tats roses

In addition to the more mathematical questions, I asked them about the journal (the aye’s have it! good thing I was going to re-institute it anyway!) and which rose curve I should get as a tattoo. Yet another thing to stay tuned for – new math tattoo!

My major conclusion right now is that I should do more polls. When I was in high school we would do this thing we called “carpool car poll” where anyone could just declare a poll and we’d all have to say our opinions on a topic. I want a catchy phrase like that and more chances to give opinions.

Advertisements

Summer PD Part II

Flipping the calendar to August and seeing the words “retreat and teacher workdays” on the page was a little bit of a shock, I have to say. But I’m feeling more and more ready. I’ve been at work on my arts integration plan.

I found out about the the national core standards during a Kennedy Center workshop, and so I just read through them. This was extremely helpful to me because they bring up questions and concepts I would have never thought of. For example, the idea that students should be planning their project and choosing an appropriate medium makes a lot of sense, but it’s not something I’ve been having them do. If I introduce a math/art thing, I usually just tell them what to do and how to do it, then help them with the math if they need it.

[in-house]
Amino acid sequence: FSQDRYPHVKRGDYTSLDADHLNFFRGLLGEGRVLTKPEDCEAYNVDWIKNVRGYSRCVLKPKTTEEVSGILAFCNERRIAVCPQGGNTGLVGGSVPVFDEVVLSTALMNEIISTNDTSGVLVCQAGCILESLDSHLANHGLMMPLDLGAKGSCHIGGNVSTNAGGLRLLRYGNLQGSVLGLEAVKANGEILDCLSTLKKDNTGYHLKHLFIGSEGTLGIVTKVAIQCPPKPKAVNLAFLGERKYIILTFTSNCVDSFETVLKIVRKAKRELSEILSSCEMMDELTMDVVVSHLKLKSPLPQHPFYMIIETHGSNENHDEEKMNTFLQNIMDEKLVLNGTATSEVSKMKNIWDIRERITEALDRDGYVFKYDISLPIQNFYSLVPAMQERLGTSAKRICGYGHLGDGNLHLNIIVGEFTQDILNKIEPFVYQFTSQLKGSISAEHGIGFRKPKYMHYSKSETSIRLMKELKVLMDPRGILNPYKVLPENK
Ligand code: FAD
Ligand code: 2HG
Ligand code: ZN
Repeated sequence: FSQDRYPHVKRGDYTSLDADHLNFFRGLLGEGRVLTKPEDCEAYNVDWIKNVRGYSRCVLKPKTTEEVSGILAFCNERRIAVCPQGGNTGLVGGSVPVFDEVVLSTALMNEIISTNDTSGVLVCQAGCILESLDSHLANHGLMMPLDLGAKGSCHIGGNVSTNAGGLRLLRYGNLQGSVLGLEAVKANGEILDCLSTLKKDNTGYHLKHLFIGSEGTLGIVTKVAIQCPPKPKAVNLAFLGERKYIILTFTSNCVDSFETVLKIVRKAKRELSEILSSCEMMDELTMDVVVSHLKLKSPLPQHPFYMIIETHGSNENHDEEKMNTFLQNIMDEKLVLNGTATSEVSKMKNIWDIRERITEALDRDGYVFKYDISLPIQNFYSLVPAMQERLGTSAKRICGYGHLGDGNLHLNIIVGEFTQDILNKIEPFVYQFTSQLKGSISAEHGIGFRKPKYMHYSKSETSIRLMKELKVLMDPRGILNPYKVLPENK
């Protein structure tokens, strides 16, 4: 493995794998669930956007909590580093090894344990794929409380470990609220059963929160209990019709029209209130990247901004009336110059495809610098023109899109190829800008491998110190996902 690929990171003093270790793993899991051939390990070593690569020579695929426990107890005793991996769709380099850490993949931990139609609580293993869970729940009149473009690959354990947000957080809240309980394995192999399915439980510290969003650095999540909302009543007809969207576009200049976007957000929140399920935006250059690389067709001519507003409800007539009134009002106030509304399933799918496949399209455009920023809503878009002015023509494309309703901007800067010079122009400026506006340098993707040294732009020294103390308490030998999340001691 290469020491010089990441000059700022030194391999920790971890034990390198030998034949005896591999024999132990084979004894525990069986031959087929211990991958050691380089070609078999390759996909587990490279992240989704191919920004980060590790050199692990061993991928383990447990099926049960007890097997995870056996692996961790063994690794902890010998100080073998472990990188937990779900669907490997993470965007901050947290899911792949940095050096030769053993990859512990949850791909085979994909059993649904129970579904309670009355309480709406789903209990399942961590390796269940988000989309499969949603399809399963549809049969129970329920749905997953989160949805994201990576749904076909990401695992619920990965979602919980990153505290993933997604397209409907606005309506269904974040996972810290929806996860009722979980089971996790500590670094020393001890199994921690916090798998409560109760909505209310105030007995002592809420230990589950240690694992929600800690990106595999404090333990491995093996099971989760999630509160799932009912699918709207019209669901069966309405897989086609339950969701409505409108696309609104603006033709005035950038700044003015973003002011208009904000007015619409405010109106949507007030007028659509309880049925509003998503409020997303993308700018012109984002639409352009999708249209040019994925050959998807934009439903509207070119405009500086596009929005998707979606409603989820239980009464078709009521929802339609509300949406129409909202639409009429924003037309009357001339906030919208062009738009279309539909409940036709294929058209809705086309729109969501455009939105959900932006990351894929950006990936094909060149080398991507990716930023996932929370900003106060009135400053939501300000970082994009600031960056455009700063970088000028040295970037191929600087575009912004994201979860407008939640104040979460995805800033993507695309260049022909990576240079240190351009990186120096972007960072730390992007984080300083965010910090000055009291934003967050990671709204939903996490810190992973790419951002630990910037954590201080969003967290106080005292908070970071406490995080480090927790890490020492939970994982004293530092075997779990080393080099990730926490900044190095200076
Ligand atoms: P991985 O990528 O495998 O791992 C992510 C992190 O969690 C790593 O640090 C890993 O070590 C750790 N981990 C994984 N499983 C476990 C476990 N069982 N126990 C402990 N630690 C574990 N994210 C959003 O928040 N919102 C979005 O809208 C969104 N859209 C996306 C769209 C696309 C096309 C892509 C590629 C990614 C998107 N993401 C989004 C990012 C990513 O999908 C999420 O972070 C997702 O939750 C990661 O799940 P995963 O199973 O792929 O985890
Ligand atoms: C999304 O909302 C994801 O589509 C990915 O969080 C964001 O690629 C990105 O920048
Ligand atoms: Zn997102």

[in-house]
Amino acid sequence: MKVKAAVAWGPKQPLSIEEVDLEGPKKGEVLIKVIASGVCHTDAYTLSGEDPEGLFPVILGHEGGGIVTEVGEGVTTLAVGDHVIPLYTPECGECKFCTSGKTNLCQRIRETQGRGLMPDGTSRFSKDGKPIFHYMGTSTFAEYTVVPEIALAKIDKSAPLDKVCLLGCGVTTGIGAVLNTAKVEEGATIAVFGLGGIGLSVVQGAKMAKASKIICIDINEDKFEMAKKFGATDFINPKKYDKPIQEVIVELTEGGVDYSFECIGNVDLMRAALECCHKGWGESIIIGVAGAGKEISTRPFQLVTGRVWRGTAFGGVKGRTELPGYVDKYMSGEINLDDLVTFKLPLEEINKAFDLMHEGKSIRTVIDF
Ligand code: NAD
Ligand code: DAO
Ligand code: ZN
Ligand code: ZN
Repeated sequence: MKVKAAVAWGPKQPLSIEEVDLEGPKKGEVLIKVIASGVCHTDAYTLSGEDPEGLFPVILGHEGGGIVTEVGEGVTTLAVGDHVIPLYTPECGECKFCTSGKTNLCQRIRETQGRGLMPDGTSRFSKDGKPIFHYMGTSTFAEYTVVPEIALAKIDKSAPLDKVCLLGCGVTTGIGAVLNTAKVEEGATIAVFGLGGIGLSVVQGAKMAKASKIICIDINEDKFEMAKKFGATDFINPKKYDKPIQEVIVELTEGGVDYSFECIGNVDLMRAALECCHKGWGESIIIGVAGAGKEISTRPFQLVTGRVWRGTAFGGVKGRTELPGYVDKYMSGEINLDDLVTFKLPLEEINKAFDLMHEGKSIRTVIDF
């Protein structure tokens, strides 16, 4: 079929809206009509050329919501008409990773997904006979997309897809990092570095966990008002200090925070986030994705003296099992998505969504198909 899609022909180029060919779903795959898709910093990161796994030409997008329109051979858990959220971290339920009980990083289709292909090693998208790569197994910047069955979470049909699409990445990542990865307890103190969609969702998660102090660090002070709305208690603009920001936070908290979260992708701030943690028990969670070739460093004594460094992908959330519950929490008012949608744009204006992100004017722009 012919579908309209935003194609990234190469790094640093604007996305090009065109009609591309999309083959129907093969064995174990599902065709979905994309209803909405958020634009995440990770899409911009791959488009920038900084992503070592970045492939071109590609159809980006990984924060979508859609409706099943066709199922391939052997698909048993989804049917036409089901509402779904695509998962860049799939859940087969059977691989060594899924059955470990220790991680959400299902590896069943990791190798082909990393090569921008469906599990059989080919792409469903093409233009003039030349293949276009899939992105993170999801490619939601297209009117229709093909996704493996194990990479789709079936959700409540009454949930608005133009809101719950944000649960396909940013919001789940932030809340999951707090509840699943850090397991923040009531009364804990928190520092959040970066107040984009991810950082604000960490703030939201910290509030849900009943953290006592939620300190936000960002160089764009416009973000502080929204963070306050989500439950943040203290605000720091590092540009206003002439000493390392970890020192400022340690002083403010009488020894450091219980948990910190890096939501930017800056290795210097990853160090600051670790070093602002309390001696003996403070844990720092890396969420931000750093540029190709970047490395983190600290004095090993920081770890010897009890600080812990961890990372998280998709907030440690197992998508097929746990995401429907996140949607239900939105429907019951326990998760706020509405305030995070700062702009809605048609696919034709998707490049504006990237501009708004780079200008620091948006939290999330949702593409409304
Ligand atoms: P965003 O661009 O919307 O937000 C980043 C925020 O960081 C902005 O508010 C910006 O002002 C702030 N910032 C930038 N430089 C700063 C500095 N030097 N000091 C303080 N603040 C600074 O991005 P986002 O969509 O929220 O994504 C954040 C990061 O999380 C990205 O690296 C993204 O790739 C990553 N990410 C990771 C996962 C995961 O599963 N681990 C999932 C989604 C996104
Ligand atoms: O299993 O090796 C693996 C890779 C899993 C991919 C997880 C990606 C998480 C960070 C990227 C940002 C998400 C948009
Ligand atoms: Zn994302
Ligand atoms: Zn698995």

The concept behind arts integration is that the students learn an art form and the math content in ways that are “mutually reinforcing.” The art standard that most closely mirrored a math standard was “Through experimentation, practice, and persistence, demonstrate acquisition of skills and knowledge in a chosen art form,” which could reinforce and be reinforced by “Make sense of problems and persevere in solving them.” I love the wording behind both of these because they don’t expect us to be talented or to find clarity instantly, they encourage us to keep working even if things aren’t coming naturally. That’s a huge issue in both math and art, the notion that it’s only for people with a natural aptitude.